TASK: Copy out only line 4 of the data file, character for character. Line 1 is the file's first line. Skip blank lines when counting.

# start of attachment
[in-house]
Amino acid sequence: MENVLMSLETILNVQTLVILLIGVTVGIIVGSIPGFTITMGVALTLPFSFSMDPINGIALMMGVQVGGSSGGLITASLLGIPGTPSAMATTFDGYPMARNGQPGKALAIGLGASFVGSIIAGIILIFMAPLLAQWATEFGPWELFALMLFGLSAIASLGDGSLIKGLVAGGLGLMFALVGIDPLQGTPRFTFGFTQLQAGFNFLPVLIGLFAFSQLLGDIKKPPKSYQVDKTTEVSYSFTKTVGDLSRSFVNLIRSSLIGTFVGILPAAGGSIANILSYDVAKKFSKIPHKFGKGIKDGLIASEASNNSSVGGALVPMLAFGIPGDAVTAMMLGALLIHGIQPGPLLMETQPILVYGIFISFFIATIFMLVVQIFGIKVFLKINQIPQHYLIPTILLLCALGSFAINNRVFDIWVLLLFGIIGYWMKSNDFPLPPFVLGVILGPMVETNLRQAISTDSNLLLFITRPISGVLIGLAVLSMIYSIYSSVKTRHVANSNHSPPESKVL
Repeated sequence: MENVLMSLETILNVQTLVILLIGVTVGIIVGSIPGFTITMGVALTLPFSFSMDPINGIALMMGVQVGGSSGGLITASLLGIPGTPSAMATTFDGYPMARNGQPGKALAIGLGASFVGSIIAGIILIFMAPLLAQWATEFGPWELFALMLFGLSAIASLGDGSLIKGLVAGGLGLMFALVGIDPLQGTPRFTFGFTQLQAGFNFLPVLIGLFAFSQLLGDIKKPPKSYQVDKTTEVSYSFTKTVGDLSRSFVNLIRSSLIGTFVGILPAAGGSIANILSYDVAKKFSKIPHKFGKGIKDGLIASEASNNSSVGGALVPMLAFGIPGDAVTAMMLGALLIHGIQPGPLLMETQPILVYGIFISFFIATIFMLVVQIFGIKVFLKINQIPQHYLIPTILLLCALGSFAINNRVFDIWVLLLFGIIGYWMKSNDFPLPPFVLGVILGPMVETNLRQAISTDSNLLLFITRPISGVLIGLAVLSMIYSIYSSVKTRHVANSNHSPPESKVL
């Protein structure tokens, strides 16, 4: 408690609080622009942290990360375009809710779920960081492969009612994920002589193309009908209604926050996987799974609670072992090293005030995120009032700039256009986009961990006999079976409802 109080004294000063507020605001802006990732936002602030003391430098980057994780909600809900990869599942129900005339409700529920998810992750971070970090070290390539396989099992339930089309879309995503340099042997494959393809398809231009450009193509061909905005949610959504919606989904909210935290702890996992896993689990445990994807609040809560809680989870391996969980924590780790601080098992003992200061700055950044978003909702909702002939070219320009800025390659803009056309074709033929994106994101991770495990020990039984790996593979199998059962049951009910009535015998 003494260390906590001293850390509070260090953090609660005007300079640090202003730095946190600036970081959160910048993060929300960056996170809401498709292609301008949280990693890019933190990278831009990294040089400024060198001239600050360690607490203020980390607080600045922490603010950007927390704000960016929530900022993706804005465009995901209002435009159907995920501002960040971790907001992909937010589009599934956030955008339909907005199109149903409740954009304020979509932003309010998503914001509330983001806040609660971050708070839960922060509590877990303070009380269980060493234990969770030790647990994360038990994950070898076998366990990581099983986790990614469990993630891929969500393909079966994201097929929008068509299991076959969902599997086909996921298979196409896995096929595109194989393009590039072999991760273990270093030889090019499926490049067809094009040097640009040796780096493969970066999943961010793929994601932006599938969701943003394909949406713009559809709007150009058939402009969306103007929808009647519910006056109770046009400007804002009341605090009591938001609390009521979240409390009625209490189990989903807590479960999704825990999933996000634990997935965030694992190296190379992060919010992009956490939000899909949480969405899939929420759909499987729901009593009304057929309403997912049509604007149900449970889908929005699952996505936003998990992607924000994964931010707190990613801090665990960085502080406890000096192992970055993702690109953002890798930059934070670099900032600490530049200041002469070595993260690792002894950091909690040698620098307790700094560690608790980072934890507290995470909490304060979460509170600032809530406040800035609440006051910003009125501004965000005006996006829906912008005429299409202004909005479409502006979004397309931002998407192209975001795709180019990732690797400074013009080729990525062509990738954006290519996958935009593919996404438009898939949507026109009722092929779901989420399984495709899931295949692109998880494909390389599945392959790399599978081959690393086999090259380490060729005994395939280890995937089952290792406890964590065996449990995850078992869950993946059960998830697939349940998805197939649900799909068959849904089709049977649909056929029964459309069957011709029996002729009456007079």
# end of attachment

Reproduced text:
């Protein structure tokens, strides 16, 4: 408690609080622009942290990360375009809710779920960081492969009612994920002589193309009908209604926050996987799974609670072992090293005030995120009032700039256009986009961990006999079976409802 109080004294000063507020605001802006990732936002602030003391430098980057994780909600809900990869599942129900005339409700529920998810992750971070970090070290390539396989099992339930089309879309995503340099042997494959393809398809231009450009193509061909905005949610959504919606989904909210935290702890996992896993689990445990994807609040809560809680989870391996969980924590780790601080098992003992200061700055950044978003909702909702002939070219320009800025390659803009056309074709033929994106994101991770495990020990039984790996593979199998059962049951009910009535015998 003494260390906590001293850390509070260090953090609660005007300079640090202003730095946190600036970081959160910048993060929300960056996170809401498709292609301008949280990693890019933190990278831009990294040089400024060198001239600050360690607490203020980390607080600045922490603010950007927390704000960016929530900022993706804005465009995901209002435009159907995920501002960040971790907001992909937010589009599934956030955008339909907005199109149903409740954009304020979509932003309010998503914001509330983001806040609660971050708070839960922060509590877990303070009380269980060493234990969770030790647990994360038990994950070898076998366990990581099983986790990614469990993630891929969500393909079966994201097929929008068509299991076959969902599997086909996921298979196409896995096929595109194989393009590039072999991760273990270093030889090019499926490049067809094009040097640009040796780096493969970066999943961010793929994601932006599938969701943003394909949406713009559809709007150009058939402009969306103007929808009647519910006056109770046009400007804002009341605090009591938001609390009521979240409390009625209490189990989903807590479960999704825990999933996000634990997935965030694992190296190379992060919010992009956490939000899909949480969405899939929420759909499987729901009593009304057929309403997912049509604007149900449970889908929005699952996505936003998990992607924000994964931010707190990613801090665990960085502080406890000096192992970055993702690109953002890798930059934070670099900032600490530049200041002469070595993260690792002894950091909690040698620098307790700094560690608790980072934890507290995470909490304060979460509170600032809530406040800035609440006051910003009125501004965000005006996006829906912008005429299409202004909005479409502006979004397309931002998407192209975001795709180019990732690797400074013009080729990525062509990738954006290519996958935009593919996404438009898939949507026109009722092929779901989420399984495709899931295949692109998880494909390389599945392959790399599978081959690393086999090259380490060729005994395939280890995937089952290792406890964590065996449990995850078992869950993946059960998830697939349940998805197939649900799909068959849904089709049977649909056929029964459309069957011709029996002729009456007079």